Tuesday's report replaced "widespread, systemic impacts" with "a far more guarded statement: 'Hydraulic fracturing activities can impact drinking water resources ... under some circumstances,'" Mike Soraghan reports for Energywire. The report left the industry "seething about political interference, while environmentalists were crowing that they had known it all along."
"The announcement of the 2015 draft report had similarly cited 'specific instances' in which oil and gas activity had 'impacted drinking water resources'," Soraghan notes. "But the assertion was overshadowed by EPA's apparent conclusion that drinking-water contamination wasn't a problem. It's not clear how much any of this matters now, with an incoming Republican administration and a GOP-controlled Congress. Both have made clear that they want less regulation of fossil-fuel production, not more."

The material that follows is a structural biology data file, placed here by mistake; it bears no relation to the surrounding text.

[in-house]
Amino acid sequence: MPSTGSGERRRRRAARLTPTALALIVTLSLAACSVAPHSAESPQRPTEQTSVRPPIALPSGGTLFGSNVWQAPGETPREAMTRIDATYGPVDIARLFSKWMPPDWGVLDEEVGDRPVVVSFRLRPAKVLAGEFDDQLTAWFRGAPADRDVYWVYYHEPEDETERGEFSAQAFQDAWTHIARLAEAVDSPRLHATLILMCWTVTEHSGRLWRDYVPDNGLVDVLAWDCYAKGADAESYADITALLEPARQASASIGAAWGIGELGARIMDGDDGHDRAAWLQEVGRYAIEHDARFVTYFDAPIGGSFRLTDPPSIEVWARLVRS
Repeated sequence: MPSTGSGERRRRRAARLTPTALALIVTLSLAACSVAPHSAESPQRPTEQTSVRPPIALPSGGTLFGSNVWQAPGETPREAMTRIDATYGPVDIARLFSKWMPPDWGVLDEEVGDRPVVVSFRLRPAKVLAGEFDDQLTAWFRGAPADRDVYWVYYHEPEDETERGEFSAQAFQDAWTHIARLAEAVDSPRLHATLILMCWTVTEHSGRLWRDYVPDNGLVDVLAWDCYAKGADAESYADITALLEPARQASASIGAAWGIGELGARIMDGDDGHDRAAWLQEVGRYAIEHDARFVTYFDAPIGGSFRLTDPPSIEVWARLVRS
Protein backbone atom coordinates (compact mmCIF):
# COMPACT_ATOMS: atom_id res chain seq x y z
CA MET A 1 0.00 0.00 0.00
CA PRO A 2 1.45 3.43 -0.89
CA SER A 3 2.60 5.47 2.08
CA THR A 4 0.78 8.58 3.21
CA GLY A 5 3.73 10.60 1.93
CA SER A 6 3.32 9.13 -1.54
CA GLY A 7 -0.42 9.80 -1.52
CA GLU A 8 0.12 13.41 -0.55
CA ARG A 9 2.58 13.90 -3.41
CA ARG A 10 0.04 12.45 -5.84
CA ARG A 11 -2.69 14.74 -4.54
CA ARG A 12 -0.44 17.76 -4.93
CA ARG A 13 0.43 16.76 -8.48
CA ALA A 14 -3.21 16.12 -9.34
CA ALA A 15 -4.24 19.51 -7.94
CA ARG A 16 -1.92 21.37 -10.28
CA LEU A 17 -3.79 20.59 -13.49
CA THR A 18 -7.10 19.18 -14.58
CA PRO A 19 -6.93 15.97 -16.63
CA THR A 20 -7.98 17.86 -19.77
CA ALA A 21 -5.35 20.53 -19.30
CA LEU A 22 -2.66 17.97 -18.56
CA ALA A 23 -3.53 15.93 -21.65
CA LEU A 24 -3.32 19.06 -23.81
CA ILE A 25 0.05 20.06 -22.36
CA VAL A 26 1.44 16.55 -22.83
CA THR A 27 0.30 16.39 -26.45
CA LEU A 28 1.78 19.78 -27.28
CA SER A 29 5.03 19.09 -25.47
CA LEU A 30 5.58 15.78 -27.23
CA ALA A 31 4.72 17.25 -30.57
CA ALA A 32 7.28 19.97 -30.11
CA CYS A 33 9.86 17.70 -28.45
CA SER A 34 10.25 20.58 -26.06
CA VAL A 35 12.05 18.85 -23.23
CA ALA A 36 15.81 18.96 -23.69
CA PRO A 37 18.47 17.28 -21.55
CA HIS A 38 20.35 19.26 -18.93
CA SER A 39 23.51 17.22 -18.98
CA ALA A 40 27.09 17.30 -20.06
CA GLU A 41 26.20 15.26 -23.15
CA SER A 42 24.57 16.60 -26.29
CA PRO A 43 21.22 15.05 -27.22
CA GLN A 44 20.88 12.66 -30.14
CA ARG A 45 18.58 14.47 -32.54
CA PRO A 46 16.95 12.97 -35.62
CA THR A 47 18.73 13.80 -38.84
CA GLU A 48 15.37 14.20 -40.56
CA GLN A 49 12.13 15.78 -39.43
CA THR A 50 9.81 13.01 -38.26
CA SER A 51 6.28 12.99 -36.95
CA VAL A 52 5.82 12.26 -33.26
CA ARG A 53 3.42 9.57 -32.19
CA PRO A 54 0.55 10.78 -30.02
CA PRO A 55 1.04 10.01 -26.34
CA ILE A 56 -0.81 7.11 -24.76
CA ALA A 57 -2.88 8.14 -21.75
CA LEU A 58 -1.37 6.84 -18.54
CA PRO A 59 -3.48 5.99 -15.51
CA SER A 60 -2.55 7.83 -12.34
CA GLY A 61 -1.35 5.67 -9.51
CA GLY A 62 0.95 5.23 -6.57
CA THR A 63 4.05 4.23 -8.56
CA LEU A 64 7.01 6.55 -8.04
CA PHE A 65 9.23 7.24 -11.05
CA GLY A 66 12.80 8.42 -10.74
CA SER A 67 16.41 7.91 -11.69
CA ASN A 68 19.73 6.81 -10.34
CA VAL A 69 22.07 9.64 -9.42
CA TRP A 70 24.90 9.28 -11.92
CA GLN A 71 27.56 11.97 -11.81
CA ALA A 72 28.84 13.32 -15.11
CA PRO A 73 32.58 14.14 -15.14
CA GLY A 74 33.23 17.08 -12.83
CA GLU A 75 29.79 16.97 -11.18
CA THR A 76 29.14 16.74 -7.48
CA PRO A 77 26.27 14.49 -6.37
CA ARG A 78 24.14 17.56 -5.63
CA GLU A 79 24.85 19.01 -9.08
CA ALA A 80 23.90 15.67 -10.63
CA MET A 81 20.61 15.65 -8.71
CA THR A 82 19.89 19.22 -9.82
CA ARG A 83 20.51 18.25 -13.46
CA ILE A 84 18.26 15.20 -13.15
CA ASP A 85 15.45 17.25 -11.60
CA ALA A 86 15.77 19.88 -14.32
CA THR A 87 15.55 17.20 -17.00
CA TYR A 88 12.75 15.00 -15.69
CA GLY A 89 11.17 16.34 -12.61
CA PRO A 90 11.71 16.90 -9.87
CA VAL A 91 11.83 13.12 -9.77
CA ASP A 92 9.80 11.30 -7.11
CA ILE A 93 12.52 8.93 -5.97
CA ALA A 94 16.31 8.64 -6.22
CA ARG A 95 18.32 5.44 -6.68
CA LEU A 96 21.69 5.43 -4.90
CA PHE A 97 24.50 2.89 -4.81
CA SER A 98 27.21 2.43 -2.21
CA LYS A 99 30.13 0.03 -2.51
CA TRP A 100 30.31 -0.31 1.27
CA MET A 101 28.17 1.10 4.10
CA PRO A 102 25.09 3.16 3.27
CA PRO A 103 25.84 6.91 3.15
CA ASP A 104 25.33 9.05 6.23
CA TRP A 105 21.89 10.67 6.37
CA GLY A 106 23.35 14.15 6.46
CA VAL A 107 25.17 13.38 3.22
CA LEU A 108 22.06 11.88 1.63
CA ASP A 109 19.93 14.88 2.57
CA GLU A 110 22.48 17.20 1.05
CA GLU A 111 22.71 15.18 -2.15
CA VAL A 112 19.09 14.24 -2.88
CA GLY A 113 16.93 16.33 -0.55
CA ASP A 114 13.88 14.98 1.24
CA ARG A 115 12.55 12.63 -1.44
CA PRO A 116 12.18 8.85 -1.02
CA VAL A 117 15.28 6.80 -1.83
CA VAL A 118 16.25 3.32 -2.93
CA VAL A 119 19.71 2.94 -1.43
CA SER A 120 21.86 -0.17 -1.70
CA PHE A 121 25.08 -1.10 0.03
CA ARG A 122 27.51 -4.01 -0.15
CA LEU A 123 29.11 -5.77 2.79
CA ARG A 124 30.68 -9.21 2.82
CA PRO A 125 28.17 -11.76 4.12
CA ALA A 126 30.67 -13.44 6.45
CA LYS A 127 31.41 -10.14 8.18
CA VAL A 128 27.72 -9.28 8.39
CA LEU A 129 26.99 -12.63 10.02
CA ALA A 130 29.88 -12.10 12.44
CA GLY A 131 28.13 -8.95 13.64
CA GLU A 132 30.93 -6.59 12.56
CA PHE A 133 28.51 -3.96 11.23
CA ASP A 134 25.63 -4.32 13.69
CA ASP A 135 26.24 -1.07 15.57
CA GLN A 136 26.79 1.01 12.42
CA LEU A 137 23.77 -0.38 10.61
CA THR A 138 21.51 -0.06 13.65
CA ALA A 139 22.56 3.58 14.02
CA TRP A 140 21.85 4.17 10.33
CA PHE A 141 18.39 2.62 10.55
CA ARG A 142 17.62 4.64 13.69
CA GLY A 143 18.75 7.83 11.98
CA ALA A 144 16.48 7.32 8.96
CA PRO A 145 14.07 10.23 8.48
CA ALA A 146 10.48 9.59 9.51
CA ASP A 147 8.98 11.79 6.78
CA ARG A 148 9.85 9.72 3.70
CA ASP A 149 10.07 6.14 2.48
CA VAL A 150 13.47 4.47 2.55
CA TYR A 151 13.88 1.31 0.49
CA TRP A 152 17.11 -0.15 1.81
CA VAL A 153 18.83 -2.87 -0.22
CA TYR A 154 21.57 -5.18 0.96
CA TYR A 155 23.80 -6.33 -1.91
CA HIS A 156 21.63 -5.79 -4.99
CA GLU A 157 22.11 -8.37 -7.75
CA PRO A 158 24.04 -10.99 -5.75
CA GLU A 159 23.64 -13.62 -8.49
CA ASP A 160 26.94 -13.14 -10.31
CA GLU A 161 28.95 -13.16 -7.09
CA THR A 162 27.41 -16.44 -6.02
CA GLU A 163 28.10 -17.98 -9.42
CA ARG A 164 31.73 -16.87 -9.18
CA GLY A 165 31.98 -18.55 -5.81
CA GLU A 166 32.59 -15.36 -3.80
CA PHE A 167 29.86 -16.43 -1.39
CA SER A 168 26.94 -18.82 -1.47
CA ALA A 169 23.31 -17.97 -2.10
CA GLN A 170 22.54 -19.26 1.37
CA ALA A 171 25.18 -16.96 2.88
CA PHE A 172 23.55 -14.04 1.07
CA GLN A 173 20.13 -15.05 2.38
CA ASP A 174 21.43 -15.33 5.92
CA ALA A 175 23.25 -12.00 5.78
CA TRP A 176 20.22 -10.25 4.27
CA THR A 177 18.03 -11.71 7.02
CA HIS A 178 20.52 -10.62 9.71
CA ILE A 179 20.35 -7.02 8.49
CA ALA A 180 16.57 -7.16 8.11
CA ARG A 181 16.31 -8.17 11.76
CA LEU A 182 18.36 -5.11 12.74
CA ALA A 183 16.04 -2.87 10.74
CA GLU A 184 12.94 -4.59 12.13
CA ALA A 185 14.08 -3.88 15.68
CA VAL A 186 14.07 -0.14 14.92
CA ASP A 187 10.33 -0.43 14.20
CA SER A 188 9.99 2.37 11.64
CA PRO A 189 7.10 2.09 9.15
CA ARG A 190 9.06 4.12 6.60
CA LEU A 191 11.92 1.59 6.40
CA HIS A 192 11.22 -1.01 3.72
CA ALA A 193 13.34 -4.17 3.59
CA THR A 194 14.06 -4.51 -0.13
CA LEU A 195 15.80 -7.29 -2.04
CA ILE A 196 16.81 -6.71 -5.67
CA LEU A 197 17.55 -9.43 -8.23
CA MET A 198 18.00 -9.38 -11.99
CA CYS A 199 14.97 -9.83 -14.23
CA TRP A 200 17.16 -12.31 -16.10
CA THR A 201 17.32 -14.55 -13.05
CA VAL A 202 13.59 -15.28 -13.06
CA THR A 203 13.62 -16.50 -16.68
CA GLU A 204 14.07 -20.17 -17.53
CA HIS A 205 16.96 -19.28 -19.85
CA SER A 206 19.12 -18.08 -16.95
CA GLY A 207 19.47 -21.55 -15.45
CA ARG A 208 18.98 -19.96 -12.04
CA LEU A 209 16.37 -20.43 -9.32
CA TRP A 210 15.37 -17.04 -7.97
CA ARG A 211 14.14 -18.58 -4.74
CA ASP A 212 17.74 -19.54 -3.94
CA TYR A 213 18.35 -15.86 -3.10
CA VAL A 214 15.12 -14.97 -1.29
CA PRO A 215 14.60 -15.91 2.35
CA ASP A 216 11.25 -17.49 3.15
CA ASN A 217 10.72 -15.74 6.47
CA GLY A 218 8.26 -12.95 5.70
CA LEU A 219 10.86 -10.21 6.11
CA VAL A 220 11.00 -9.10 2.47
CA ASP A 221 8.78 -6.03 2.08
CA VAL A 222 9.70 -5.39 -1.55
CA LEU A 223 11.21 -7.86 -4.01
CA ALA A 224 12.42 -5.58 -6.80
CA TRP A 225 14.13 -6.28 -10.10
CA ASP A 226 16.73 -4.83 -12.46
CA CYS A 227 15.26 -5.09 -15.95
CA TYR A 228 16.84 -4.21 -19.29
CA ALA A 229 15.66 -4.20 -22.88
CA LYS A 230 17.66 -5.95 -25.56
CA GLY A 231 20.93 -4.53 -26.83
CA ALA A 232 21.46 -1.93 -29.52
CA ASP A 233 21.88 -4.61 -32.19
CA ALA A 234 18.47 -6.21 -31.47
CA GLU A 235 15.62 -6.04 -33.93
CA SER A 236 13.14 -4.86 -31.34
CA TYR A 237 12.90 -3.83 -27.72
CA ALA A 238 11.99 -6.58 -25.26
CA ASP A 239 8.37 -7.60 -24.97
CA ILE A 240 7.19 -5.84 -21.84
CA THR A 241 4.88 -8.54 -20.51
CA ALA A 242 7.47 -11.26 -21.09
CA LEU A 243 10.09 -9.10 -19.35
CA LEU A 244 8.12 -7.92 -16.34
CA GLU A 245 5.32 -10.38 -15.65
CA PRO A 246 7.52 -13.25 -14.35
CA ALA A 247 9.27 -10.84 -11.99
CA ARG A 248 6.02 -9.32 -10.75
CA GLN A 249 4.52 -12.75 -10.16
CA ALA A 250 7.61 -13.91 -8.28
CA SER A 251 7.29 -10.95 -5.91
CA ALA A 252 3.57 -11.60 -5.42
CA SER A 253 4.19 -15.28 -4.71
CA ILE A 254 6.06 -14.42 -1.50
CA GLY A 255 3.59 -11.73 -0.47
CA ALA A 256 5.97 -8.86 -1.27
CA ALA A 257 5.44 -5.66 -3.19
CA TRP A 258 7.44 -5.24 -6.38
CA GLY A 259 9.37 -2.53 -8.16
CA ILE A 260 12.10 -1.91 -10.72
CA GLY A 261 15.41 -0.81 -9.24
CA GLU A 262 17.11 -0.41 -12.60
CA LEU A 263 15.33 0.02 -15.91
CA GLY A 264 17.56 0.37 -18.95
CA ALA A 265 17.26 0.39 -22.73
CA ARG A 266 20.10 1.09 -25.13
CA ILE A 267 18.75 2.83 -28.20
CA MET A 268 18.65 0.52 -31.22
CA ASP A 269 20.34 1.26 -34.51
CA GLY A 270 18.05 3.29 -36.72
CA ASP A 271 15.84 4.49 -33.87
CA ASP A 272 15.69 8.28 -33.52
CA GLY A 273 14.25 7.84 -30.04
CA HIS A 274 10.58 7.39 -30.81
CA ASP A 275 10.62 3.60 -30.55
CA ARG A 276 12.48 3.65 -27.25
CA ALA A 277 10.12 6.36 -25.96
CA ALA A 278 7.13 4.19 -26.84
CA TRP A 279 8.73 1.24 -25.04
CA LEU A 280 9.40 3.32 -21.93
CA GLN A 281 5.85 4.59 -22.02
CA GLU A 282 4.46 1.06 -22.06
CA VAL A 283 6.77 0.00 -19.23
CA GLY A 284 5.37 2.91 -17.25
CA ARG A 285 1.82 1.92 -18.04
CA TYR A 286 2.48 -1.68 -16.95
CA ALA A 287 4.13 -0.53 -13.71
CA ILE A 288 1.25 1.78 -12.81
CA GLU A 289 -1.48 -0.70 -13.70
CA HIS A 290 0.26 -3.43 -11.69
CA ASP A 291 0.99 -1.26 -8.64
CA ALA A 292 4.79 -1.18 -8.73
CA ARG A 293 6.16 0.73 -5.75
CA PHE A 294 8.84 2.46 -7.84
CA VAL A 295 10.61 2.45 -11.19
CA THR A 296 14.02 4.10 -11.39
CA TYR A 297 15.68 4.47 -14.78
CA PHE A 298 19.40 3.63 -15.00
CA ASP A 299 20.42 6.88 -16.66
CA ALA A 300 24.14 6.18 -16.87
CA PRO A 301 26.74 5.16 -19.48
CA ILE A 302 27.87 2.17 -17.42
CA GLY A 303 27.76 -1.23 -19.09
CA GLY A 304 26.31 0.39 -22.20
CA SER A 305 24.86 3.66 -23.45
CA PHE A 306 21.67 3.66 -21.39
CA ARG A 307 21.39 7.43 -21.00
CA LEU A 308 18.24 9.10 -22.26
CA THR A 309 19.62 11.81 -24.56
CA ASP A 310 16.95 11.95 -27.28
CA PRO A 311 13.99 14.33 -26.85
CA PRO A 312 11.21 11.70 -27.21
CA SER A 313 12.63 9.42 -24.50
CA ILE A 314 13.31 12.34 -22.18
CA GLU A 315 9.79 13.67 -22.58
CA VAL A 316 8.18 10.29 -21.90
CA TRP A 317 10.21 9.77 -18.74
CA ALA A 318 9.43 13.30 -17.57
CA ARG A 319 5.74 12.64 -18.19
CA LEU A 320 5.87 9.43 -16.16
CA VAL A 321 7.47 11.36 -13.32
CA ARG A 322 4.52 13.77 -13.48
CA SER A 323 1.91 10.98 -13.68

Thomas Burke, an EPA deputy assistant administrator and science adviser, said in a conference call, “There are instances when hyrdofracking has impacted drinking-water resources. That’s an important conclusion, an important consideration for moving forward,” Devin Henry reports for The Hill. “Burke added, however, that when it comes to a 'national, systemic conclusion' about the impacts of fracking, 'That’s a different question that this study does not have adequate evidence to really make a conclusive, quantified statement.'”